Interest groups form an important part of the development of political and social systems. This book goes beyond current literature in examining the survival and ‘careers’ of such groups beyond their formation.
The author introduces the concept of organizational form and develops a framework to describe and evaluate organisations, and uncover how they adapt to survive. Using example case studies from the UK, US and Australia, the book presents extensive historical analyses of specific groups, to better understand the organisation and position of such groups within their political system. It analyses how groups differentiate themselves from each other, how they develop differently and what impact this has on policy implementation and democratic legitimacy.
The Organization of Political Interest Groups will be of interest to students and scholars of political science, comparative politics, public representation, and public policy.
Table of Contents
1. Studying Interest Groups as ‘Organizations’: A Lacuna? 2. Where is ‘Organization’ in the Group Literature? 3. Interest Groups and Organizational Form 4. Revisiting Population Level Analysis: A Feature-Based Approach 5. Interest Group ‘Careers’ (I): Formation 6. Interest Group ‘Careers’ (II): Group Adaptation and Change Over Time 7. Niche Theories: Differentiation through ‘form’? 8. Assembling Group Identities in Nascent Fields 9. Evolving Group Identities: The Role of ‘Categories’ 10. Interest Group Policy Capacities 11. Conclusions: Technological Change and the (Ongoing) Importance of Organization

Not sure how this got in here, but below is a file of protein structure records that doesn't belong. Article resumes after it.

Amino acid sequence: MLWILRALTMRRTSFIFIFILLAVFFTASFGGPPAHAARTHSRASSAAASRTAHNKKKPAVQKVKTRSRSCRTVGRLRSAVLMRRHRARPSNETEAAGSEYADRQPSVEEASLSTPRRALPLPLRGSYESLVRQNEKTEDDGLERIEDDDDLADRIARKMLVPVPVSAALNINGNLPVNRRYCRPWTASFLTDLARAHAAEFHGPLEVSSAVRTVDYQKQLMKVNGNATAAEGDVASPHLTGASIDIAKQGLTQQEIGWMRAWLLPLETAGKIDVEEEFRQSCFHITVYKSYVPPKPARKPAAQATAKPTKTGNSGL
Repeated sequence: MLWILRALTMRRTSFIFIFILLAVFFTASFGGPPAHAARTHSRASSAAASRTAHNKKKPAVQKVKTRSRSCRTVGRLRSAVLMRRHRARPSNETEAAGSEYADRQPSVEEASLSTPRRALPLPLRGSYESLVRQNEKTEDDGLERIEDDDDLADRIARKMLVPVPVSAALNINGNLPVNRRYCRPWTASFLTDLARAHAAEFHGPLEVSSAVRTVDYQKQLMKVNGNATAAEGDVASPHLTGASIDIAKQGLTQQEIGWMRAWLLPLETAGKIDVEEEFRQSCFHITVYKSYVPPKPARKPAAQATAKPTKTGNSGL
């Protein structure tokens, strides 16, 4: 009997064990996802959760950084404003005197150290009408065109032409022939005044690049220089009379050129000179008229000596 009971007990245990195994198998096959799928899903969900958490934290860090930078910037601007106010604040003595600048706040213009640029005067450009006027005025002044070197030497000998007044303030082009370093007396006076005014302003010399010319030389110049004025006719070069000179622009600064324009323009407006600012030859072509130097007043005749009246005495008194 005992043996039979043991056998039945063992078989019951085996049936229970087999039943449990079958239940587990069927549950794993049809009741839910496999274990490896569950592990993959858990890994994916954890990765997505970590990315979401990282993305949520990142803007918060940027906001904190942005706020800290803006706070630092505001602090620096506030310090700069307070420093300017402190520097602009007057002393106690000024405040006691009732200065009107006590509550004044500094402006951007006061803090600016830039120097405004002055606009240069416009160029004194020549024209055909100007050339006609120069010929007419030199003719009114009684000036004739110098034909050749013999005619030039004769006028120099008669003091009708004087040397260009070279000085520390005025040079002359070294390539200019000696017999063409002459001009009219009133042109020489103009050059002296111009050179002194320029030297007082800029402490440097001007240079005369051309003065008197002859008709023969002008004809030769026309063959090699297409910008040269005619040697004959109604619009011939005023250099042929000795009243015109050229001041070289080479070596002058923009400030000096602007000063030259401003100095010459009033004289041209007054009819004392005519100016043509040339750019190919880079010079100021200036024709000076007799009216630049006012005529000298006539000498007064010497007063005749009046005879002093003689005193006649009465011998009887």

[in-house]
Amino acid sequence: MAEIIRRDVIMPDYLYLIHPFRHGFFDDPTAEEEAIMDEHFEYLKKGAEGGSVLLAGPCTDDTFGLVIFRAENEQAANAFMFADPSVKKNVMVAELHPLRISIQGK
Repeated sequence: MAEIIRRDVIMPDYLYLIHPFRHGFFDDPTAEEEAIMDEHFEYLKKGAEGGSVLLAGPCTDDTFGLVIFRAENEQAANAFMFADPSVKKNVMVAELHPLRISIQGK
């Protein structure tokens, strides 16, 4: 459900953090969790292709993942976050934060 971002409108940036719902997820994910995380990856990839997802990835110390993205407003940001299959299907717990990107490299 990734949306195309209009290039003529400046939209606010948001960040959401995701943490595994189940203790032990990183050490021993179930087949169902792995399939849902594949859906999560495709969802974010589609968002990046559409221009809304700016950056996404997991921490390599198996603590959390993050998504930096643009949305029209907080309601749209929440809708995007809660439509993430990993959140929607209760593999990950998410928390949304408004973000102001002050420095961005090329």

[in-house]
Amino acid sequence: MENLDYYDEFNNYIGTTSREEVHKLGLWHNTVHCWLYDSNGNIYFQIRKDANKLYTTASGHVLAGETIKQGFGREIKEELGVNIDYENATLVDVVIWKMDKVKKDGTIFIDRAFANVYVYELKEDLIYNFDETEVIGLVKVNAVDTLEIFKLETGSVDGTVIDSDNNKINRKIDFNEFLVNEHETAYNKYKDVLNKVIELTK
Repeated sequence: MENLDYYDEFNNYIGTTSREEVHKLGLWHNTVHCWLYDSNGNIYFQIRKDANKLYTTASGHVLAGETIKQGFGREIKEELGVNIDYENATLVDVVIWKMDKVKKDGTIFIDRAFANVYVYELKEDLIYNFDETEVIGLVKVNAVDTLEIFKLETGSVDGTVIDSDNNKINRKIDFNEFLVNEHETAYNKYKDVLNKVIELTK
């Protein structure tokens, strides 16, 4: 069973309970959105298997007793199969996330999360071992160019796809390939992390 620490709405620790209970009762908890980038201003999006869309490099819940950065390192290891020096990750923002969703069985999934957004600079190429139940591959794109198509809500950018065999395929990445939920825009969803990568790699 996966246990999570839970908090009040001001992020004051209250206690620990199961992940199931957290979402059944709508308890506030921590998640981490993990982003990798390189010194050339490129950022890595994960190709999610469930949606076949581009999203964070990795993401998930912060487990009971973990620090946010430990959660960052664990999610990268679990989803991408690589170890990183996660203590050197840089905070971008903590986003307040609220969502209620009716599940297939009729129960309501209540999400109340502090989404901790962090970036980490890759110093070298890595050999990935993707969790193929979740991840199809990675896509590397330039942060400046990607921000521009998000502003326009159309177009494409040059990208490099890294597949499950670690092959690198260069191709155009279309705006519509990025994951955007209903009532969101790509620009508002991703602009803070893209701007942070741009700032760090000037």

Darren R. Halpin is Associate Professor at The Australian National University, Australia.